It's no secret that home values have risen significantly over the past year or two here in Arizona. AZCentral estimates between 15-45% in the greater Phoenix area (info here). Many homeowners who purchased in the last few years chose an FHA loan because of the low down payment options. What those homeowners don't realize is that they may be able to refinance out of their FHA loan and into a conventional loan with lower monthly mortgage insurance or possibly no mortgage insurance at all!

Not everyone's home has risen enough to take advantage of this possibility, but there are many people out there who would greatly benefit from it that haven't even considered it an option.

What are the advantages and disadvantages of refinancing from an FHA to a conventional loan?

Advantages of moving from an FHA loan to a conventional loan:

  • Conventional loans have much lower monthly mortgage insurance premiums than FHA.
  • Conventional loans do not require upfront mortgage insurance premiums - FHA loans currently require 1.75% of the loan amount to be paid at the time of the loan. 
  • Monthly mortgage insurance lasts for the life with FHA loans taken out after June 3, 2013.
  • Conventional loans remove monthly mortgage insurance once a homeowner reaches 22% equity.
  • Conventional loans do not require monthly mortgage insurance if a home has 20% or more equity when the loan is taken out. 
  • If your FHA loan is less than 36 months old, you may be entitled to a refund for a portion of your upfront mortgage insurance.

Disadvantages of moving from an FHA loan to a conventional loan:

  • Rates are likely to be higher (this is typically more than offset by the monthly mortgage insurance savings).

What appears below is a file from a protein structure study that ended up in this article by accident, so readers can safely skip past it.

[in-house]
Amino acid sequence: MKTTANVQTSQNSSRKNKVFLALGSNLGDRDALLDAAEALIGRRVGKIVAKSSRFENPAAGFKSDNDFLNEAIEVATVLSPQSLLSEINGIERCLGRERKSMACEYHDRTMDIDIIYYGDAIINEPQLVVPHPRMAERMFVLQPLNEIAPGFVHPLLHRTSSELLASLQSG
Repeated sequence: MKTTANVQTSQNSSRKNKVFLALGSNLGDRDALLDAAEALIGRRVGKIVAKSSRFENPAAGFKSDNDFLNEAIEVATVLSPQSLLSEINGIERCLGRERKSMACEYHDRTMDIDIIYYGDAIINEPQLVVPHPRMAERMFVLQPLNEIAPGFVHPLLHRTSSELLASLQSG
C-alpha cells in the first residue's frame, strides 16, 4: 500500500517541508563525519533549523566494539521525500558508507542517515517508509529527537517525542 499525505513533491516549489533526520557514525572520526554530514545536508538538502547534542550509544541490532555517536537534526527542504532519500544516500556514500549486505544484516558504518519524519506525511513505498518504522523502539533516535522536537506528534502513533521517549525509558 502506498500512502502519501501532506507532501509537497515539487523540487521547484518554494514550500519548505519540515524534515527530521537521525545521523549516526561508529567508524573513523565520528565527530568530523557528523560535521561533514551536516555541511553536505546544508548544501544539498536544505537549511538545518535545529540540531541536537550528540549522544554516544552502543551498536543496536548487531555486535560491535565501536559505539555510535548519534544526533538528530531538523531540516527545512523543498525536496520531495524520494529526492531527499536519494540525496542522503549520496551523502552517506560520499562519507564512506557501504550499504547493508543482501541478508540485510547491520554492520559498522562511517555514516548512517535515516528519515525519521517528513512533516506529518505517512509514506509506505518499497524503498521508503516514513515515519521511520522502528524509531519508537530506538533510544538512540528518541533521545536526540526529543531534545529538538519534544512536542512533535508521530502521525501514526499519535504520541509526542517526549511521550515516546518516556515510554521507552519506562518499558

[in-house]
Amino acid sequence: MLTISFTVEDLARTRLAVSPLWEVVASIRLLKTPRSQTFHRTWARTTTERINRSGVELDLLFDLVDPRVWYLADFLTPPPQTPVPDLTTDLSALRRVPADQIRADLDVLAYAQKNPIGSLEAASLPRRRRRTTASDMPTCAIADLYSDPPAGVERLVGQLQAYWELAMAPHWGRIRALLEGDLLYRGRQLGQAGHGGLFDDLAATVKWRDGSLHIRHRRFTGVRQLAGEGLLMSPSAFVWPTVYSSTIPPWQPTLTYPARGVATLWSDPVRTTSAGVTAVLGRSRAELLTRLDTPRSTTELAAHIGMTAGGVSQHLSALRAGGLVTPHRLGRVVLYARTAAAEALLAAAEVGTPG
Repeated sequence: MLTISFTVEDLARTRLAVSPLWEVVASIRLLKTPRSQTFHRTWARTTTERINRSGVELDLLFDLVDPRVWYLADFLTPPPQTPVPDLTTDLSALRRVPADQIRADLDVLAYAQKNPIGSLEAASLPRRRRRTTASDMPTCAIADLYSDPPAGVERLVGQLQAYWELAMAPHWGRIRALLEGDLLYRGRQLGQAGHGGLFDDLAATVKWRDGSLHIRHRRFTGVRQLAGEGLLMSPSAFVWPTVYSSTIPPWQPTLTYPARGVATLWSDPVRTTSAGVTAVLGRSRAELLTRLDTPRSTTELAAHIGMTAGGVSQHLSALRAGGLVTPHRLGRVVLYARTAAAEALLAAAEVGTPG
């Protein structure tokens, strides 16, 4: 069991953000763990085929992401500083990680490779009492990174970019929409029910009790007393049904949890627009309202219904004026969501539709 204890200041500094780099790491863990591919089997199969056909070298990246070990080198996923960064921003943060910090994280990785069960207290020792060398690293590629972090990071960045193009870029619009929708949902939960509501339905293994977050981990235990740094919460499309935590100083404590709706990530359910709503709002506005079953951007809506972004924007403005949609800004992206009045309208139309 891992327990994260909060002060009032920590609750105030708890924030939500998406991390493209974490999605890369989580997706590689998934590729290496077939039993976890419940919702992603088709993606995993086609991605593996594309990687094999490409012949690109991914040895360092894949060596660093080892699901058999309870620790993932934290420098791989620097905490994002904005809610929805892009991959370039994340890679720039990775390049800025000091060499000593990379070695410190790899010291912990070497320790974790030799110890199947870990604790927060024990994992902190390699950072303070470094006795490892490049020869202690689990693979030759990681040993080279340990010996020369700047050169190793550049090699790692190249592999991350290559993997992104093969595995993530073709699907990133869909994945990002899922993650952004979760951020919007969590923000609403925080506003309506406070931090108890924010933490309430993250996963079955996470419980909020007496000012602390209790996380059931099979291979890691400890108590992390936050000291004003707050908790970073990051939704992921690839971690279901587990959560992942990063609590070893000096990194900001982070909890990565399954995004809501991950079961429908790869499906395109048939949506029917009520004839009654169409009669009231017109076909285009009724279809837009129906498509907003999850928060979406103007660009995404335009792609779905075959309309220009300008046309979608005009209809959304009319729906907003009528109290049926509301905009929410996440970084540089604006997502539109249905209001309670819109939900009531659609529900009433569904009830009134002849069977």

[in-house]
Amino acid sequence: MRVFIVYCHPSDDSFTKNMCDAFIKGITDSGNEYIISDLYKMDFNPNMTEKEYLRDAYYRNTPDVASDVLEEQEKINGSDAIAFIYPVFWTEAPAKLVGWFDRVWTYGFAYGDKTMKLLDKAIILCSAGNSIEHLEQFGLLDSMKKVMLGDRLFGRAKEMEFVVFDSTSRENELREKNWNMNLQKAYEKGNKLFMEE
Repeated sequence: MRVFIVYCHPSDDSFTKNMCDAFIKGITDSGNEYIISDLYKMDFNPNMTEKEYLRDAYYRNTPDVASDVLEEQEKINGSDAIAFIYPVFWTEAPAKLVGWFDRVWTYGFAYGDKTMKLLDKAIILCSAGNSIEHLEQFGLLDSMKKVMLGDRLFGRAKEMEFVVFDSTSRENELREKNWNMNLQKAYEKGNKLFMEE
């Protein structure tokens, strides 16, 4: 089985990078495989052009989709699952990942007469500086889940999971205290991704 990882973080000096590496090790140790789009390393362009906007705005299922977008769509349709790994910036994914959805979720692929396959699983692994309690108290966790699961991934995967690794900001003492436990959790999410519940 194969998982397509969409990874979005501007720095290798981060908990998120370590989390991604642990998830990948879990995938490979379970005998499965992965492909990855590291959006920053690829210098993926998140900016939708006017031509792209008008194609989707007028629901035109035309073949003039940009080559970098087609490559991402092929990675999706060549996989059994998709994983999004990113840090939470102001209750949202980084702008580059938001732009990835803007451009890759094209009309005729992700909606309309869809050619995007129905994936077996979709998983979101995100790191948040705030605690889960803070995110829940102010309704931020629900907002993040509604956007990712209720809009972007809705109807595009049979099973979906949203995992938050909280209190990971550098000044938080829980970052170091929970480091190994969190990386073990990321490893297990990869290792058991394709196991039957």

• Costs of refinancing (this may be limited depending on the rate and program chosen by the borrower)

Here's a recent refinance example to give you a real world perspective on how much could be saved:

Todd & Sandy S. have a beautiful home in Gilbert, AZ that they purchased in 2011 with an FHA loan. They originally put 3.5% down on the home and purchased it for $183,950 with a 30 year fixed FHA loan for . The interest rate was 4.5%. This was the best option for their situation in 2011. The total monthly payment was $1,229.54 including principal, interest, mortgage insurance, taxes and insurance.

Fast forward to 2014, Todd and Sandy's home increased dramatically in value to $282,000 (the appraisal confirmed this amount). Todd and Sandy were able to refinance into a conventional loan with limited closing costs (less than $1,000) and completely get rid of the mortgage insurance altogether. Their new interest rate? 4.50%. However, because they were able to leave the FHA program and go conventional with at least 20% equity, their new total monthly payment is $1062.30. Their new monthly payment is $167 less and they didn't even lower their rate!

They also had the option to take equity out of their house to consolidate debt or do home improvement projects, but for Todd and Sandy, lowering their monthly payment was their most important goal.

If you are currently in an FHA loan here in the greater Phoenix area, why not give me a call and discuss the possibility of lowering your payment by taking advantage of rising home values?

Thanks for reading my blog!

Website: Mortgage Refinance in Arizona

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February 26, 2014

Purchasing a Home - Who are the people involved?

In a typical home sale involving financing, these are the major players involved and some info about the role each plays:

Buyer's Agent: 

The buyer's agent is a real estate agent or Realtor who acts on behalf of the buyer in order to secure a new property. This typically involves searching for properties, negotiating on a buyer's behalf and generally acting in the buyer's best interest. Home shoppers and buyer's agents may or may not have an actual signed agreement in place for exclusive representation.

Listing Agent (Seller's Agent):

The listing or seller's agent represents the other party involved in the transaction, the seller. In a typical home sale, the seller enters into a listing contract with a real estate agent for the exclusive right to sell the property. Among the responsibilities of a seller's agent are marketing a property, negotiating on a seller's behalf, advising a seller on pricing the home effectively, arranging access to the property for prospective buyers and generally acting in the seller's best interest.